Series: Electric Empire #1
Published by Harper Voyager on February 10, 2015
Genres: Alternate Universe, Fantasy, Mystery, Steampunk
Magic, mystery, and romance mix in this edgy retelling of the classic The Strange Case of Dr. Jekyll and Mr. Hyde–in which Dr. Eliza Jekyll is the daughter of the infamous Henry.
In an electric-powered Victorian London, Dr. Eliza Jekyll is a crime scene investigator, hunting killers with inventive new technological gadgets. Now, a new killer is splattering London with blood, drugging beautiful women and slicing off their limbs. Catching "the Chopper" could make Eliza's career—or get her burned. Because Eliza has a dark secret. A seductive second self, set free by her father's forbidden magical elixir: wild, impulsive Lizzie Hyde.
When the Royal Society sends their enforcer, the mercurial Captain Lafayette, to prove she's a sorceress, Eliza must resist the elixir with all her power. But as the Chopper case draws her into London's luminous, magical underworld, Eliza will need all the help she can get. Even if it means getting close to Lafayette, who harbors an evil curse of his own.
Even if it means risking everything and setting vengeful Lizzie free . . .
THE DIABOLICAL MISS HYDE originally caught my attention because it looked like it had steampunk elements, fantasy, evil curses, magical forensics, and a dark twin. This is one of those books that’s difficult to describe, but in a good way. Happily, the book had all it promised and more — I’m already looking forward to the next book in the Electric Empire series.
THE DIABOLICAL MISS HYDE is narrated in turn by Dr. Eliza Jekyll and Lizzie Hyde. Both are the same person, but with very different personalities and abilities. Those last names should sound familiar — remember the classic Strange Case of Dr. Jekyll and Mr. Hyde? The author goes off that a bit, but makes it all her own.
Viola Carr wrote Eliza and Lizzie so differently that I never had any trouble telling them apart. Although they share a body, they felt like two distinct characters, and their dual narration/personalities was probably my favorite part of the book. It can bug the heck out of me when an author switches perspective mid-chapter or even mid-scene, but it really worked here. I loved the way one would take over from another. At first, Eliza tries to keep Lizzie subdued with alchemy, and when Lizzie does get out, Eliza’s relieved she can’t remember anything Lizzie does. But over the course of THE DIABOLICAL MISS HYDE, Eliza begins to trust and rely on Lizzie, and vice versa.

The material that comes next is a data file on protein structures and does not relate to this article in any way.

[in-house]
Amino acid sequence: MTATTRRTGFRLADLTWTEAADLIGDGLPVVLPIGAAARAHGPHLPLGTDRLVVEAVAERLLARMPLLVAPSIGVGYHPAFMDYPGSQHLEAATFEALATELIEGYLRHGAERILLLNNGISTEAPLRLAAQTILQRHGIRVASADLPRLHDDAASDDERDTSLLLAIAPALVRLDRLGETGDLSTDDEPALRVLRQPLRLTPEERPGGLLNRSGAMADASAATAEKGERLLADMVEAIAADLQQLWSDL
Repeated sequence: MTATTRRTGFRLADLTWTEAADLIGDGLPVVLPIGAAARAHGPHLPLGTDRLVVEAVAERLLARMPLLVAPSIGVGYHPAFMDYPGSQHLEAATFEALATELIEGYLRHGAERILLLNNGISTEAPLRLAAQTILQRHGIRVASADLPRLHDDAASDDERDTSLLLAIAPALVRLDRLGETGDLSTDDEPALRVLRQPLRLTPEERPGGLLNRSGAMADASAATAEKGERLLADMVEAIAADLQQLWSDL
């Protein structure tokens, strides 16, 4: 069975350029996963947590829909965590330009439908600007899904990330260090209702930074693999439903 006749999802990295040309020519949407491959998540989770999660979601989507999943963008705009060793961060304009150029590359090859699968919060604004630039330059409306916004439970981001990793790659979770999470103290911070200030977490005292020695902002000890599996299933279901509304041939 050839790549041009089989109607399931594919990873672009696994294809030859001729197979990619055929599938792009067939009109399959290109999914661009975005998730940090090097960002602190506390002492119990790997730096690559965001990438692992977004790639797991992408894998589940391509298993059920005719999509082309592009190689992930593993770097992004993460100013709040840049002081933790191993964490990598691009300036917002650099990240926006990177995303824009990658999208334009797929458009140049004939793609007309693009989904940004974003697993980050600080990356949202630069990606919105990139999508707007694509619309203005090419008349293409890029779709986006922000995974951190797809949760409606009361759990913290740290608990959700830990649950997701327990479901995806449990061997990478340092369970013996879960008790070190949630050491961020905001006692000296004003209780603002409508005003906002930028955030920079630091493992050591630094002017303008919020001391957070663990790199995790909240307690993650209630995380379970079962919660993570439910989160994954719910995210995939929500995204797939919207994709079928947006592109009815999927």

Dr. Eliza Jekyll is something of a forensic scientist, using her knowledge, experience, and gadgets to help the police solve crimes. Given the time period of an alternate London, many on the force aren’t willing to work with her, but Eliza trudges onwards in the search for justice. The case in THE DIABOLICAL MISS HYDE is a gruesome one: a serial killer takes body parts from each victim with surgical precision. Why? The appearance of a Royal Society watchdog hampers the investigation. Does the Society suspect Eliza of using unorthodox science?
The murder mystery was pretty twisty for me. The last quarter of THE DIABOLICAL MISS HYDE really surprised me, which is always something I enjoy.
I would have liked more worldbuilding, because the glimpses I got to see were fascinating. There’s an underworld of fae creatures, but other than a few scenes, we don’t learn much about them. Sadface. I also wanted to know more about Eliza’s London, where the crown decides what is allowed science and what is witchcraft. Sometimes, THE DIABOLICAL MISS HYDE felt like setup for the rest of the series, moving characters here and there, giving out this bit of vital information or that. Also, Eliza has a fascination with a killer she put away before the book started; I felt like I was missing some important background on the Todd/Eliza equation.
Aside from a bit of nitpicking, I really enjoyed THE DIABOLICAL MISS HYDE. It has an alchemical je ne sais quoi to it. Bring on more of the Electric Empire!
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